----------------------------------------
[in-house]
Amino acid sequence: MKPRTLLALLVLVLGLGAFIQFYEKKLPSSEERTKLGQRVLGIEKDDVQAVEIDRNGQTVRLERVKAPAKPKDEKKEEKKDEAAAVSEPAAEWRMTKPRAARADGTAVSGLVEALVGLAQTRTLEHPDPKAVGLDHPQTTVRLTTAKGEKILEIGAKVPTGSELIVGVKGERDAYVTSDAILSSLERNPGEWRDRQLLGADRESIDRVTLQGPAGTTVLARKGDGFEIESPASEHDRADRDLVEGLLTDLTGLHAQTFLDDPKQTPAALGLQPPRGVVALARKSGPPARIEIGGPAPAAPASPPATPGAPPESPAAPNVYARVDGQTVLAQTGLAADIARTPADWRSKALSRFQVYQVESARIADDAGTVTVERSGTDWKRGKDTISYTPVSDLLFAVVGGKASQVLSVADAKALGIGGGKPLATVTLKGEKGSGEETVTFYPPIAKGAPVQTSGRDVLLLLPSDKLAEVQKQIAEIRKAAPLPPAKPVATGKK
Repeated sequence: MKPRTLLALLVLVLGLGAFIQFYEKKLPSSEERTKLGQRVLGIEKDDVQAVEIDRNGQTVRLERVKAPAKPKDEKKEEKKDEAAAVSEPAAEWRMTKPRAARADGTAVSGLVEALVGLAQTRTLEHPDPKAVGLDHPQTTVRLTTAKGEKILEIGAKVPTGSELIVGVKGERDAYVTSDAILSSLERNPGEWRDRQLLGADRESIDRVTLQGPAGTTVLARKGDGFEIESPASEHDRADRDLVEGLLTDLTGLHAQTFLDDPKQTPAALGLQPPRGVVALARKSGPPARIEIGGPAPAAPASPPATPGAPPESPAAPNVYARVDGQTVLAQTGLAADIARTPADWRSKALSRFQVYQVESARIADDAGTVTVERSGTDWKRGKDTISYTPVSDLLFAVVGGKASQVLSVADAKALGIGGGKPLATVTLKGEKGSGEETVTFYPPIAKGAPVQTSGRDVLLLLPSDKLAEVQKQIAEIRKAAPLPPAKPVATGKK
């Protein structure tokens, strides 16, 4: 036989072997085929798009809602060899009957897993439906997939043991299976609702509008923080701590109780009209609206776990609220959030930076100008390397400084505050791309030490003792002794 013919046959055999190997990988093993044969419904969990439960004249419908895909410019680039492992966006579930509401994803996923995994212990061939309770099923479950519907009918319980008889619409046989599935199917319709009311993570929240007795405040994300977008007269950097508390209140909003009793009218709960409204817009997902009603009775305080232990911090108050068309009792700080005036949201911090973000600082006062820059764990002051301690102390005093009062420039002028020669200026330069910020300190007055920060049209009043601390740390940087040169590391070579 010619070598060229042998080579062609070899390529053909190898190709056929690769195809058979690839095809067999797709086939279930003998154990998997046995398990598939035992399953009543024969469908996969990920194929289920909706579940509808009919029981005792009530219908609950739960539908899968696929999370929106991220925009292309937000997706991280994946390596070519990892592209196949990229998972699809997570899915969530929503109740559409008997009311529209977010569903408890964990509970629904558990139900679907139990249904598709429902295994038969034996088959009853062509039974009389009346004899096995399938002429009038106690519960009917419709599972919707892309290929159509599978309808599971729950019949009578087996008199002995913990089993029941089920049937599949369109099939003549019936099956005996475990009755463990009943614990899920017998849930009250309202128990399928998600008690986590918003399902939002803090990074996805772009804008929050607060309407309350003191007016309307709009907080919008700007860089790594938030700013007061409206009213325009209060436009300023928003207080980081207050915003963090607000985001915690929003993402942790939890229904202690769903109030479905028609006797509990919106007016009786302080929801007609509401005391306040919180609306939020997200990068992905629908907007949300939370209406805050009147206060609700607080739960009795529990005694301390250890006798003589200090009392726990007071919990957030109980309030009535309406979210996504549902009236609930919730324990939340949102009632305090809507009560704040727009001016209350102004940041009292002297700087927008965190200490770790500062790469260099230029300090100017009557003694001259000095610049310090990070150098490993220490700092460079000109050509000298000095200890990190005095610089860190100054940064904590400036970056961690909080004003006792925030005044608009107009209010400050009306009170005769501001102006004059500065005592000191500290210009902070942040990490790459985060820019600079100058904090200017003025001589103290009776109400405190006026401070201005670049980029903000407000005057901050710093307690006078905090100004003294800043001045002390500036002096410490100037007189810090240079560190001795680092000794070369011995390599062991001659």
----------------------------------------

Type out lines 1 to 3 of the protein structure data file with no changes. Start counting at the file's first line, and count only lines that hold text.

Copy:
[in-house]
Amino acid sequence: MKPRTLLALLVLVLGLGAFIQFYEKKLPSSEERTKLGQRVLGIEKDDVQAVEIDRNGQTVRLERVKAPAKPKDEKKEEKKDEAAAVSEPAAEWRMTKPRAARADGTAVSGLVEALVGLAQTRTLEHPDPKAVGLDHPQTTVRLTTAKGEKILEIGAKVPTGSELIVGVKGERDAYVTSDAILSSLERNPGEWRDRQLLGADRESIDRVTLQGPAGTTVLARKGDGFEIESPASEHDRADRDLVEGLLTDLTGLHAQTFLDDPKQTPAALGLQPPRGVVALARKSGPPARIEIGGPAPAAPASPPATPGAPPESPAAPNVYARVDGQTVLAQTGLAADIARTPADWRSKALSRFQVYQVESARIADDAGTVTVERSGTDWKRGKDTISYTPVSDLLFAVVGGKASQVLSVADAKALGIGGGKPLATVTLKGEKGSGEETVTFYPPIAKGAPVQTSGRDVLLLLPSDKLAEVQKQIAEIRKAAPLPPAKPVATGKK
Repeated sequence: MKPRTLLALLVLVLGLGAFIQFYEKKLPSSEERTKLGQRVLGIEKDDVQAVEIDRNGQTVRLERVKAPAKPKDEKKEEKKDEAAAVSEPAAEWRMTKPRAARADGTAVSGLVEALVGLAQTRTLEHPDPKAVGLDHPQTTVRLTTAKGEKILEIGAKVPTGSELIVGVKGERDAYVTSDAILSSLERNPGEWRDRQLLGADRESIDRVTLQGPAGTTVLARKGDGFEIESPASEHDRADRDLVEGLLTDLTGLHAQTFLDDPKQTPAALGLQPPRGVVALARKSGPPARIEIGGPAPAAPASPPATPGAPPESPAAPNVYARVDGQTVLAQTGLAADIARTPADWRSKALSRFQVYQVESARIADDAGTVTVERSGTDWKRGKDTISYTPVSDLLFAVVGGKASQVLSVADAKALGIGGGKPLATVTLKGEKGSGEETVTFYPPIAKGAPVQTSGRDVLLLLPSDKLAEVQKQIAEIRKAAPLPPAKPVATGKK